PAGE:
The rest is an abortive attempt to smooth out the jacket. Ignore.

When it comes to the pose, I cheated and very roughly traced an action figure, then filled the areas with color:

Then smoothed the lines:

Here I've started to add some detail. Where I'm adding creases to the cloth, I'm roughing up the outline appropriately.

In this one I attempt to add an internal outline to the arm and part of the side:

Edited to add:

This is my first attempt at a 256x256 figure. I'm normally at 64x64 or less. Working at this scale is very different!

Also this is my first attempt at a detailed character and folds in cloth. Thanks for the challenge! I may even finish this guy. :)

Pixel Art / Re: Help me with Bloodborne Hunter
« on: July 16, 2019, 10:43:25 am »
Quick disclaimer: I'm pretty new to all this and just learning myself. There's some good work here, you should be happy with this as a first draft!

Given that, a quick few points:

1: I love the shapes you have here, but it looks like you've taken almost every shape and just shaded from one side to the other. This is forcing unnatural angles for any given light source. Pick a light source direction and imagine which bits would be bright and which in shadow. I compare this style to pillow shading, where a standard pattern is applied to all shading areas regardless of light source, angle of component, etc. There are a few places where you've added in shadows, think about where else in the figure shadows would occur, and how shading will flow naturally around shapes.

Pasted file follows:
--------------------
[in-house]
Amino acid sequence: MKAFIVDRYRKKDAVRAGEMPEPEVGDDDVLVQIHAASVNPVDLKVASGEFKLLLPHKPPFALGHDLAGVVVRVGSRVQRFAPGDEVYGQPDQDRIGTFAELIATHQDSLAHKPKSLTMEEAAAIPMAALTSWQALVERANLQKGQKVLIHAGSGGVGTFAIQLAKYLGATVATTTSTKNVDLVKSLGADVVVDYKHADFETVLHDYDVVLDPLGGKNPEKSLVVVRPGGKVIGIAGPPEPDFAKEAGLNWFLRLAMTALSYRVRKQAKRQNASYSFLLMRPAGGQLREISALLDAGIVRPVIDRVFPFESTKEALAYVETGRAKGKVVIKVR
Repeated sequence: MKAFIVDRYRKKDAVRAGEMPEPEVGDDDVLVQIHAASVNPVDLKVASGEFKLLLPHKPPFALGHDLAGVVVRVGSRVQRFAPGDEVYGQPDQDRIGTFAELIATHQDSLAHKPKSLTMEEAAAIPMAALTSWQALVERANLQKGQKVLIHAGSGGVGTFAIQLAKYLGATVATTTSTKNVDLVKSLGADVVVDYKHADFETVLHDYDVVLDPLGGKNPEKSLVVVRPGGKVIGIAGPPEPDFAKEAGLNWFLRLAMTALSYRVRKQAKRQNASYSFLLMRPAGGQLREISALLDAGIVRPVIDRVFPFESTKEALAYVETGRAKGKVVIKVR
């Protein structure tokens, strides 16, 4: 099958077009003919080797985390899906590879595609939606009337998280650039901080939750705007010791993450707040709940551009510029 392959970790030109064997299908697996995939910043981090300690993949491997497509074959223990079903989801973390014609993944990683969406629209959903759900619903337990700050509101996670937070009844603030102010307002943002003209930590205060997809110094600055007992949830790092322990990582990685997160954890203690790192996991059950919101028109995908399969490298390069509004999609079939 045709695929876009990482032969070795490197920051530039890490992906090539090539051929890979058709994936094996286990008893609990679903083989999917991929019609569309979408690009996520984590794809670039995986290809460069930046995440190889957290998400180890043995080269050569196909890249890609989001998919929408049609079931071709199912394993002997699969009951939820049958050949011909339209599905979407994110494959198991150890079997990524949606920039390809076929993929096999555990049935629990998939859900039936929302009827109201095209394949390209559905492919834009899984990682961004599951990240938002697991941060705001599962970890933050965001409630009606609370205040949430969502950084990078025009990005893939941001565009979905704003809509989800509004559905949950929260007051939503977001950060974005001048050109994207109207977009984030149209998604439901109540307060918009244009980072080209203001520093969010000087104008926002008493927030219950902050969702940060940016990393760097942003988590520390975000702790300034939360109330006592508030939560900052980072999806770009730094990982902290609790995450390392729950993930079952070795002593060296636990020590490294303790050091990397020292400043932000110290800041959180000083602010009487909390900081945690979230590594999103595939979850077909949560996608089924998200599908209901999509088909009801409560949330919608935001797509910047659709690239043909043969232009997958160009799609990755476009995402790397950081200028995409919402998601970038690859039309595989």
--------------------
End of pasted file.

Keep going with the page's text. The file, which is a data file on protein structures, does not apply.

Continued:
2: The rear leg and arm may look better if they're one shade darker across the board. This will give z-axis information and provide more depth. The same for the rear side of the front of the coat, if you see what I mean.

3: The tops of the boots and the left side of the buttons down the middle are crying out for some shadows...

4: There are some jaggies in the outlines that could be tidied up. IMO outlines are best kept thin, one pixel thick, without clumping or steps at the diagonals. As they don't convey any actual information, another option is to just go round the edge and create an "inside outline" by using a darker shade (one value darker for each pixel) for all edge pixels. But it's a matter of style and preference.